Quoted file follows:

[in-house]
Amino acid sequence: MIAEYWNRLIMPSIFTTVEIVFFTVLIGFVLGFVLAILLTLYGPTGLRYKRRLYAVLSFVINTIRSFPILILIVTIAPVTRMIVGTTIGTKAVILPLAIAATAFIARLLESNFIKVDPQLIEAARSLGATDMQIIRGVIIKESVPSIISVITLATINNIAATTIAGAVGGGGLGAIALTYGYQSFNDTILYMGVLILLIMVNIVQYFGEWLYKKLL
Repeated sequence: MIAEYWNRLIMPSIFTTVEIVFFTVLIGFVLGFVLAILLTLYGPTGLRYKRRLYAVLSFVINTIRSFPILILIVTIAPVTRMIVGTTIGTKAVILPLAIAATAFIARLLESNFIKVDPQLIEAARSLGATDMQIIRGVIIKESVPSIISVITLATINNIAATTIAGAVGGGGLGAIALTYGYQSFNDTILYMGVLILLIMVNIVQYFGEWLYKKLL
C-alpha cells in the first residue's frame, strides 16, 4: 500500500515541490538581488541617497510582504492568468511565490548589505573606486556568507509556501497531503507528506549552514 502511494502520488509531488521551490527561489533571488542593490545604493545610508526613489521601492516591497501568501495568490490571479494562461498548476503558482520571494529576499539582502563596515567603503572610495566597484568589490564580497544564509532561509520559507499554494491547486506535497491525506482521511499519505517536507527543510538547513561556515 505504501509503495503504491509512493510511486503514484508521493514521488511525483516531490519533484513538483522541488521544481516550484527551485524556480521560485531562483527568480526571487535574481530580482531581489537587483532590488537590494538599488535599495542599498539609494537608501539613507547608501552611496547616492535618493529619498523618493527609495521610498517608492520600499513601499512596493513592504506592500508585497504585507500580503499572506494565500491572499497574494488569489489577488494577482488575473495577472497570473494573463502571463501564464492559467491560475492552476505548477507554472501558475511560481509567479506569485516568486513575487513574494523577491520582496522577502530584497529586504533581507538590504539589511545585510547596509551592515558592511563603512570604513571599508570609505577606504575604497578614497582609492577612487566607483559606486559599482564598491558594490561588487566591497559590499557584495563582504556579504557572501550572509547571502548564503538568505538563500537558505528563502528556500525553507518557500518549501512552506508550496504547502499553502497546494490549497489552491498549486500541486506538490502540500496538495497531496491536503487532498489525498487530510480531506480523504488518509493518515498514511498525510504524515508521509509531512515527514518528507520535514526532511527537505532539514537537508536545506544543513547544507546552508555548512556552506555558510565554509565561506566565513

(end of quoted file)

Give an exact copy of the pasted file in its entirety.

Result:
[in-house]
Amino acid sequence: MIAEYWNRLIMPSIFTTVEIVFFTVLIGFVLGFVLAILLTLYGPTGLRYKRRLYAVLSFVINTIRSFPILILIVTIAPVTRMIVGTTIGTKAVILPLAIAATAFIARLLESNFIKVDPQLIEAARSLGATDMQIIRGVIIKESVPSIISVITLATINNIAATTIAGAVGGGGLGAIALTYGYQSFNDTILYMGVLILLIMVNIVQYFGEWLYKKLL
Repeated sequence: MIAEYWNRLIMPSIFTTVEIVFFTVLIGFVLGFVLAILLTLYGPTGLRYKRRLYAVLSFVINTIRSFPILILIVTIAPVTRMIVGTTIGTKAVILPLAIAATAFIARLLESNFIKVDPQLIEAARSLGATDMQIIRGVIIKESVPSIISVITLATINNIAATTIAGAVGGGGLGAIALTYGYQSFNDTILYMGVLILLIMVNIVQYFGEWLYKKLL
C-alpha cells in the first residue's frame, strides 16, 4: 500500500515541490538581488541617497510582504492568468511565490548589505573606486556568507509556501497531503507528506549552514 502511494502520488509531488521551490527561489533571488542593490545604493545610508526613489521601492516591497501568501495568490490571479494562461498548476503558482520571494529576499539582502563596515567603503572610495566597484568589490564580497544564509532561509520559507499554494491547486506535497491525506482521511499519505517536507527543510538547513561556515 505504501509503495503504491509512493510511486503514484508521493514521488511525483516531490519533484513538483522541488521544481516550484527551485524556480521560485531562483527568480526571487535574481530580482531581489537587483532590488537590494538599488535599495542599498539609494537608501539613507547608501552611496547616492535618493529619498523618493527609495521610498517608492520600499513601499512596493513592504506592500508585497504585507500580503499572506494565500491572499497574494488569489489577488494577482488575473495577472497570473494573463502571463501564464492559467491560475492552476505548477507554472501558475511560481509567479506569485516568486513575487513574494523577491520582496522577502530584497529586504533581507538590504539589511545585510547596509551592515558592511563603512570604513571599508570609505577606504575604497578614497582609492577612487566607483559606486559599482564598491558594490561588487566591497559590499557584495563582504556579504557572501550572509547571502548564503538568505538563500537558505528563502528556500525553507518557500518549501512552506508550496504547502499553502497546494490549497489552491498549486500541486506538490502540500496538495497531496491536503487532498489525498487530510480531506480523504488518509493518515498514511498525510504524515508521509509531512515527514518528507520535514526532511527537505532539514537537508536545506544543513547544507546552508555548512556552506555558510565554509565561506566565513